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The 10 Greatest Rolling Stones Albums

List Of The Day

Since I took the time to compile the Rolling Stones' worst albums, it only seems fair that I compile my 10 favorites. Not an easy task, since their greatest hits albums often come as advertised and include tunes that belong here and are not available elsewhere. My other struggle was leaving off Flowers, since it's a great album, but one of those weird collections of leftover tracks from British releases, and didn't seem right when both Aftermath and Between the Buttons placed. We're strictly using U.S. releases here, since this is the country where I am based and--despite all evidence suggesting otherwise--is the country where the Rolling Stones are from as well. Mick and Keith are New Yorkers, pure and simple. Ron Wood is from Connecticut. Charlie lives in Montana. Bill quit. Jones is dead. Taylor is touring when he can.

10) Out Of Our Heads: The album cover alone is reason enough to like these guys. Such bad complexions must lead to better music. Their earlier albums are closer to the blues, which they really weren't all that great at. Not as good as the Animals and nowhere close to Muddy Waters. Jagger still can't cut Otis Redding, but he's getting closer to finding out who the real Jagger is. (Who would think this album was a precursor to New Age music?)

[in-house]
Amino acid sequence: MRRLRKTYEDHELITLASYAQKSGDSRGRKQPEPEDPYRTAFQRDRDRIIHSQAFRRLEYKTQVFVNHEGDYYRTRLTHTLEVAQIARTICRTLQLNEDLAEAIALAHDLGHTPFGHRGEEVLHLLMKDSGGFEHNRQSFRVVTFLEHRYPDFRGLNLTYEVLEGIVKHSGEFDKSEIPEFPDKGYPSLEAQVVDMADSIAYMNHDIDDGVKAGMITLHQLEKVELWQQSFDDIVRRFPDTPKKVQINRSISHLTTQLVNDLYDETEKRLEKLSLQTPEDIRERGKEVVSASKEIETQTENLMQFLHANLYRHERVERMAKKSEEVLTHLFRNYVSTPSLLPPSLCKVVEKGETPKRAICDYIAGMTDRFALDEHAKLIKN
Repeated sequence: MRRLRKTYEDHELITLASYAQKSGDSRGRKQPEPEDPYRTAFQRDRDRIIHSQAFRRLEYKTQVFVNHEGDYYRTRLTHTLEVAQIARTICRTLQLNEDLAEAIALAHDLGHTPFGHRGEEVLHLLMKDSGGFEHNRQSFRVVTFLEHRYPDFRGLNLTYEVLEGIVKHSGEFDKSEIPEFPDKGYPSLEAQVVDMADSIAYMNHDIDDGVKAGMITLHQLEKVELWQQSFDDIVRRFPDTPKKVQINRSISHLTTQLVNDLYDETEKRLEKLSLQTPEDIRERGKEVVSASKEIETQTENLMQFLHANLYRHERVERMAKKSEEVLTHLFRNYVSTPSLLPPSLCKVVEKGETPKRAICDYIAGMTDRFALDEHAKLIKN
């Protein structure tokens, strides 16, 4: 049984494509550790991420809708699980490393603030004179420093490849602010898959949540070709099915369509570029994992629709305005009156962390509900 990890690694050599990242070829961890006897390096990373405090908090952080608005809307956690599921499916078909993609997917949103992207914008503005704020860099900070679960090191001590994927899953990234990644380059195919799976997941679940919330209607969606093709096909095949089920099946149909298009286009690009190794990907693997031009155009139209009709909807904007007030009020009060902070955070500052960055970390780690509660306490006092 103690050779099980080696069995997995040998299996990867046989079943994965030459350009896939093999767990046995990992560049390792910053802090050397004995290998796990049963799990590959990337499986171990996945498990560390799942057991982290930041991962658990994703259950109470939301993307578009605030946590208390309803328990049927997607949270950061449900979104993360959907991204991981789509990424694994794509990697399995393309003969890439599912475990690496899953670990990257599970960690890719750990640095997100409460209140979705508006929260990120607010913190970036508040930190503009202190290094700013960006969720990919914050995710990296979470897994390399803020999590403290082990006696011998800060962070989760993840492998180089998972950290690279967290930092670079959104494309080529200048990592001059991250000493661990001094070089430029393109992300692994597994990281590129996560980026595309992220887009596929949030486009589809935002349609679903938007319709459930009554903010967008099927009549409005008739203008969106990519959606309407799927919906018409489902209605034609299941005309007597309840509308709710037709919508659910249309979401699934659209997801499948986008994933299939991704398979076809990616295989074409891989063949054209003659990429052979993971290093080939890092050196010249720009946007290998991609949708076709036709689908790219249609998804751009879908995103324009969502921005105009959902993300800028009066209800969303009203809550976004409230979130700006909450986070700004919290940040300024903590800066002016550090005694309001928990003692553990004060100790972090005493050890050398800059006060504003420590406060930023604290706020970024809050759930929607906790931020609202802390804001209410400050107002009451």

9) Some Girls: Punk rock taught the Rolling Stones to go back to being a band. Ron Wood might turn out to be the biggest turkey in the batch, but here he keeps it in line and it sounds like the Stones actually care about what they're doing. I'll never leave the pizza burnin', either, Mick. I promise.

8) Their Satanic Majesties Request: Side Two gets a little blurry. I can't hum "Gomper" or recall "The Lantern" despite hearing the tracks at least a dozen times. But side one is one of my favorites and if we could cheat a little and throw "Dandelion," "We Love You" and "Child Of The Moon" on here, we'd have one of their most solid albums. As it stands, we have one of their most interesting ones. I like it better than Sgt. Pepper's and I'm not being "provocative" or "contrary." Pure personal taste.

7) Exile On Main Street: Funny, but the latest re-master of this album makes me want to listen to the original LPs. The mud was the point, yet I can totally understand why there are still many who get bored with "Casino Boogie," "Shake Your Hips," "Turd On The Run" and can't tell some of the other rockers apart. That doesn't mean I don't love this thing to death. But it has gotten to the point where I don't care about it as much. Because it is so overexposed. And it was never meant to see so much daylight. Remember the sunshine bored the daylights out of Mick and it stands to reason, it should affect you similarly.